The VOMS tool measures symptom provocation after each assessment of 5 domains: smooth pursuit, horizontal and vertical saccades, convergence, horizontal and vertical VOR, and visual motion sensitivity. Convergence is assessed based on the average measurement of 3 trials of near-point convergence distance (centimeters). Before the assessment, patients are instructed to rate symptoms of headache, dizziness, nausea, and fogginess on a scale ranging from 0 to 10, with 0 meaning no symptoms at present. After each assessment, patients are asked to reevaluate their symptoms, paying specific attention to how their symptoms may have changed.7 The VOMS tool has demonstrated strong internal consistency and significant correlation with the Post-Concussion Symptom Scale as well as the ability to potentially differentiate concussed participants from healthy controls7 ; however, more research is warranted on its use as an appropriate screening tool for vestibular symptoms after SRC. Using a screening tool such as the VOMS may allow for interventions (eg, vestibular rehabilitation) to aid in recovery after SRC.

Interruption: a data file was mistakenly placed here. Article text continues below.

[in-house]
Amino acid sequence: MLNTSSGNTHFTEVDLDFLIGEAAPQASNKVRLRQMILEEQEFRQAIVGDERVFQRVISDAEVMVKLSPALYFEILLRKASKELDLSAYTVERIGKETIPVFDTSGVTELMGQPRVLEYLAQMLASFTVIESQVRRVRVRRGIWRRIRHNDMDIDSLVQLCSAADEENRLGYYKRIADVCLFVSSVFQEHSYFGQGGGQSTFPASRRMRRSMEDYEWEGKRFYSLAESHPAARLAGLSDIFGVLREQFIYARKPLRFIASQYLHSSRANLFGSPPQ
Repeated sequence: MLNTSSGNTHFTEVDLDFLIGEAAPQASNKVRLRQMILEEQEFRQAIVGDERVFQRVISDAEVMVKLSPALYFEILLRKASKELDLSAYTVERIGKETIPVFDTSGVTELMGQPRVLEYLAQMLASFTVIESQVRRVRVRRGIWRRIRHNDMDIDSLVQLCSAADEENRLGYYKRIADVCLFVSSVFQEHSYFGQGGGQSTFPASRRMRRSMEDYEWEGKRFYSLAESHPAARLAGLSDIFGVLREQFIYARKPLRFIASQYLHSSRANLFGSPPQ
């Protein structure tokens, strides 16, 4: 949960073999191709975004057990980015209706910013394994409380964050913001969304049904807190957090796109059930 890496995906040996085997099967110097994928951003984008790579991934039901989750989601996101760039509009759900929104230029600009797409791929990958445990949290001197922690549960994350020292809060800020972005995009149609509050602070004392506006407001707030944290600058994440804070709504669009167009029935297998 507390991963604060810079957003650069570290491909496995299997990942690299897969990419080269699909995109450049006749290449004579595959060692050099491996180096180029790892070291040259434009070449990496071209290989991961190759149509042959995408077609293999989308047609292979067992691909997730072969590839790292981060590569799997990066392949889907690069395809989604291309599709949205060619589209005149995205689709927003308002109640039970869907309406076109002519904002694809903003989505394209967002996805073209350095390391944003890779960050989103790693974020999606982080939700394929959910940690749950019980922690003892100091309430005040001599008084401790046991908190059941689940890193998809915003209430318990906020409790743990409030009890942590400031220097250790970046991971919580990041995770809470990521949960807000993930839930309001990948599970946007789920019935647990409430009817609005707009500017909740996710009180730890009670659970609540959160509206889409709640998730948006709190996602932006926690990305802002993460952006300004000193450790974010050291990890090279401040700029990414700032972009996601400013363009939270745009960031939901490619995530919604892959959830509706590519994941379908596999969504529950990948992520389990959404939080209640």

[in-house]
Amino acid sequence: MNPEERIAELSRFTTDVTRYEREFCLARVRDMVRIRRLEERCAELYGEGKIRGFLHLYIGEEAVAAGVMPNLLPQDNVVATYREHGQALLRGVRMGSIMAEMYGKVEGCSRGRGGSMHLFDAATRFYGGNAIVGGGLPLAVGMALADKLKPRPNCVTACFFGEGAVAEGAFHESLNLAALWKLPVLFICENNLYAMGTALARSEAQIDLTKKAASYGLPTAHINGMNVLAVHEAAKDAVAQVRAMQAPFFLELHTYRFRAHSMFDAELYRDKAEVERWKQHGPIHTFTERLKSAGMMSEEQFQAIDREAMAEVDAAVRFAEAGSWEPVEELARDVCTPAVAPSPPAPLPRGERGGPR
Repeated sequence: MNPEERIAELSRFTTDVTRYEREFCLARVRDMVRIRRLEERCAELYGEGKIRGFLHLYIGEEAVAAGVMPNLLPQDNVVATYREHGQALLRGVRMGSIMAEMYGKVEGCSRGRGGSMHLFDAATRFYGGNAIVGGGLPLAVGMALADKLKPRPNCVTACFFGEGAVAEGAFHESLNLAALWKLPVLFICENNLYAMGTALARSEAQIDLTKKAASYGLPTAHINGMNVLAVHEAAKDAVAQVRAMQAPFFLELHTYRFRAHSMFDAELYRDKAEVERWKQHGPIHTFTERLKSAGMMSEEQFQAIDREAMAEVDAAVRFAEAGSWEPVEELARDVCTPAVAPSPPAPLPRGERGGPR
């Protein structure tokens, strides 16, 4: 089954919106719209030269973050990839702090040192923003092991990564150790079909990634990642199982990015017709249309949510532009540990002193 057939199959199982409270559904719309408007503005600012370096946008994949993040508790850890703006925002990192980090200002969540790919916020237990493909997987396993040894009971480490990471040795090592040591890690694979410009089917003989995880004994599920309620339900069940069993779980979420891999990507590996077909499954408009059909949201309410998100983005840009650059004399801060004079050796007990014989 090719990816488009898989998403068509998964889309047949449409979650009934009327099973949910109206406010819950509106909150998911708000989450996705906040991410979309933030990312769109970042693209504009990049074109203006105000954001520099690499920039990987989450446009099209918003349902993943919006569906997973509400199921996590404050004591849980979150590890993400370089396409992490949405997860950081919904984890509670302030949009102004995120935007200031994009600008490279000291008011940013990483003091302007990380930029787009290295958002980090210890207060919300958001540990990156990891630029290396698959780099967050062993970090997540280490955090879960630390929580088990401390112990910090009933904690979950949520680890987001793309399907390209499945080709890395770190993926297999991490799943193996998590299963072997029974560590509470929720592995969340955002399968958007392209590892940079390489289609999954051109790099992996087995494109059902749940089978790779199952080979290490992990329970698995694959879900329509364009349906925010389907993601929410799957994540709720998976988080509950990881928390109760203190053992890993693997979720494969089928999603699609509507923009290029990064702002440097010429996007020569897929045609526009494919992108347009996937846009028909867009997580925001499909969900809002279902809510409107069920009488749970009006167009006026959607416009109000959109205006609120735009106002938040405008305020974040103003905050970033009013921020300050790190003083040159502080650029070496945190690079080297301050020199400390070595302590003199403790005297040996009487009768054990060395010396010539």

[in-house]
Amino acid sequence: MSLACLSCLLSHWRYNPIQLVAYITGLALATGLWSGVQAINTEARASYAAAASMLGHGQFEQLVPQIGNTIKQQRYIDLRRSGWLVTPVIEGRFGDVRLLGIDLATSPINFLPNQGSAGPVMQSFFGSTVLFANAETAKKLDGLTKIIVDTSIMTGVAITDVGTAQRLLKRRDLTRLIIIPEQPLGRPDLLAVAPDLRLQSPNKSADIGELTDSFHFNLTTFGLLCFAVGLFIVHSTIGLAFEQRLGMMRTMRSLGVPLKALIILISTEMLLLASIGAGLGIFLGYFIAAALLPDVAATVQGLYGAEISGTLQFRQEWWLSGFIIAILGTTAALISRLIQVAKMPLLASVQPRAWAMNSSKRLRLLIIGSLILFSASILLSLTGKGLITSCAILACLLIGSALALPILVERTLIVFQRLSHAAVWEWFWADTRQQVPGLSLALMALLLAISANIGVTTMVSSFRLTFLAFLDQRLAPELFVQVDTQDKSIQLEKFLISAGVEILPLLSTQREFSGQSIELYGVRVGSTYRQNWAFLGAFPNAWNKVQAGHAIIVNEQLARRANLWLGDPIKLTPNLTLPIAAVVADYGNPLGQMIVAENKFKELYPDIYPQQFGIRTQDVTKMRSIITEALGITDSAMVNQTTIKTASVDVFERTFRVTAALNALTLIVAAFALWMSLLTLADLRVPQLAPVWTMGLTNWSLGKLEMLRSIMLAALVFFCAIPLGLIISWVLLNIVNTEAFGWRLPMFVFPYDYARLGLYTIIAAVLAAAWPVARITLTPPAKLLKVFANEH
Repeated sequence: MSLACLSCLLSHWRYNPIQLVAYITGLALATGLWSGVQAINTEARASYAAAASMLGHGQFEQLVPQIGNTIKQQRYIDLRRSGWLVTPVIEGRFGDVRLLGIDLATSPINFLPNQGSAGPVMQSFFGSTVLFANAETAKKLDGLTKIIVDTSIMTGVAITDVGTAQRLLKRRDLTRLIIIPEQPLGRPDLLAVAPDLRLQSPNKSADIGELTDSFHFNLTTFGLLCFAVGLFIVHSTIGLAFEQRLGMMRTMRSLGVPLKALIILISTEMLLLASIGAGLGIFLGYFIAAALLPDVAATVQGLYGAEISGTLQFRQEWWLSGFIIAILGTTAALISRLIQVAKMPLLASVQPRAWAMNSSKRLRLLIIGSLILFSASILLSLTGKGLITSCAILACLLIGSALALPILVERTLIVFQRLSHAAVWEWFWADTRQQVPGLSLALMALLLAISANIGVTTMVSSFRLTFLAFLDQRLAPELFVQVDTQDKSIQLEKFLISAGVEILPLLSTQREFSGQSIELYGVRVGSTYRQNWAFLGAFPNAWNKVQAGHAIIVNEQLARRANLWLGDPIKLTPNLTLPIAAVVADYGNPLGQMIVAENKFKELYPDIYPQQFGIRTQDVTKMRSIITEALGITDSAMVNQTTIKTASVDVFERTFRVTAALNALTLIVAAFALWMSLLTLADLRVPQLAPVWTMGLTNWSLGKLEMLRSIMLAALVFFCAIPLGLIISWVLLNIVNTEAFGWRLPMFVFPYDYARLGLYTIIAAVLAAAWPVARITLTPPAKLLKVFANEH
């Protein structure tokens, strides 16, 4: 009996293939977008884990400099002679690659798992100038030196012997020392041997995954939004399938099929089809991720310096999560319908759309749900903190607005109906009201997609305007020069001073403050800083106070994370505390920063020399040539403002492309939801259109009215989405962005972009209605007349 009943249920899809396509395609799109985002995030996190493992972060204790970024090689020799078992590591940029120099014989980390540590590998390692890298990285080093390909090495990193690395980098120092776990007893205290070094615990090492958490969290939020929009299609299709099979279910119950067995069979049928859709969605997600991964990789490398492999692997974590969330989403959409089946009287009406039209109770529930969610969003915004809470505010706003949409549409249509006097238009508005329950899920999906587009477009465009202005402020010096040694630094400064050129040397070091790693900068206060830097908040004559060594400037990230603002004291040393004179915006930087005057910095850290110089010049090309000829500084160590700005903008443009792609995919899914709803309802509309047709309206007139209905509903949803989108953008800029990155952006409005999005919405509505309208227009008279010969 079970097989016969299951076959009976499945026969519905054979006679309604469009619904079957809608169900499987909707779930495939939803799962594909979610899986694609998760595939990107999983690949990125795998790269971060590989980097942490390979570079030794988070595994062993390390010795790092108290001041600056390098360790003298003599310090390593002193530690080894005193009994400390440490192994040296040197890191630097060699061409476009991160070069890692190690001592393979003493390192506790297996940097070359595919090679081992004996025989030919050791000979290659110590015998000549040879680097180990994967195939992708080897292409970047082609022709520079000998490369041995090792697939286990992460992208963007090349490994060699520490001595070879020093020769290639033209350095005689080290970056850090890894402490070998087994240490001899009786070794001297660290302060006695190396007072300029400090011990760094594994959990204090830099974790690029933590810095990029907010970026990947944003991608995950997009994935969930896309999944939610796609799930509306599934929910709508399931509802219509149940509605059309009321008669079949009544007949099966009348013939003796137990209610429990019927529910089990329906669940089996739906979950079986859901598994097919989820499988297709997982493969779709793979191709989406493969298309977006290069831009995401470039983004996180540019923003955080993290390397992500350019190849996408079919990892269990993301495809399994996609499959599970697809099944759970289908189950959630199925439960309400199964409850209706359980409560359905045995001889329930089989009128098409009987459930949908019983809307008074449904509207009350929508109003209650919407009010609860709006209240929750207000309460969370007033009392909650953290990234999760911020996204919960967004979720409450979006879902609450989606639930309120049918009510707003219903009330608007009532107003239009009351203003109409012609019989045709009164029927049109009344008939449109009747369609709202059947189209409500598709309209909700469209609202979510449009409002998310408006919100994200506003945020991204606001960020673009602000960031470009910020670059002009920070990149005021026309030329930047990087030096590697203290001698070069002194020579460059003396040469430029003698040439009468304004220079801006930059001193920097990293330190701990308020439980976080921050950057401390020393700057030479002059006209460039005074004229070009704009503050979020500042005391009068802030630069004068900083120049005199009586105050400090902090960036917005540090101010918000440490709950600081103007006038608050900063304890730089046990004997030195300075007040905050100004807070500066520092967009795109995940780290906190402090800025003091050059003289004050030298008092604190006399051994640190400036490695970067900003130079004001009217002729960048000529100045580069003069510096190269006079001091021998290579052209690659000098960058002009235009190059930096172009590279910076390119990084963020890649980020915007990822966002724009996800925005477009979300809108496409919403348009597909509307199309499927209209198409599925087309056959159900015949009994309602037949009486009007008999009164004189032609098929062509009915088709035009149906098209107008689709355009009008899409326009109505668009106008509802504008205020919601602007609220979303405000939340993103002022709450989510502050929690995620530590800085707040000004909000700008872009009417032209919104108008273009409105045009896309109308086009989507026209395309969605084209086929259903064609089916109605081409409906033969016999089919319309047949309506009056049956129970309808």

Screening tools that include a breadth of vestibular and oculomotor assessments, such as the VOMS, provide an overview of potential impairments and symptoms that require more in-depth assessment and potential referrals for treatment. However, screening tools that offer more specific information regarding a particular vestibular or oculomotor impairment or symptom may help to identify the source of the aberrant signal after SRC. For example, it is important to assess dizziness in depth after an SRC, as it can have multiple causes that would indicate the need for specific interventions. The dizziness could be related to migraine or cervicogenic, psychiatric, or vestibular dysfunction.9 Dizziness that represents impaired function and integration of the vestibular and oculomotor systems is amenable to vestibular and oculomotor rehabilitation strategies.13 One screening tool that has been effective in delineating dizziness after SRC is the Dizziness Handicap Inventory. This 25-item self-report questionnaire assesses the functional, physical, and emotional effects of dizziness during the previous month. A score greater than 10 indicates that a referral is needed. The inventory takes approximately 10 minutes to complete and can provide additional information regarding the cause of the dizziness, which will facilitate better treatment and rehabilitation for athletes with dizziness after SRC. In addition, serial assessments using the Dizziness Handicap Inventory help clinicians quantify recovery for athletes with a vestibular clinical profile after SRC. Moreover, this type of assessment is useful in determining the effectiveness of vestibular rehabilitation after SRC; patients who underwent vestibular rehabilitation demonstrated improved measures of gait and balance as well as self-reported improvements in dizziness and balance confidence.28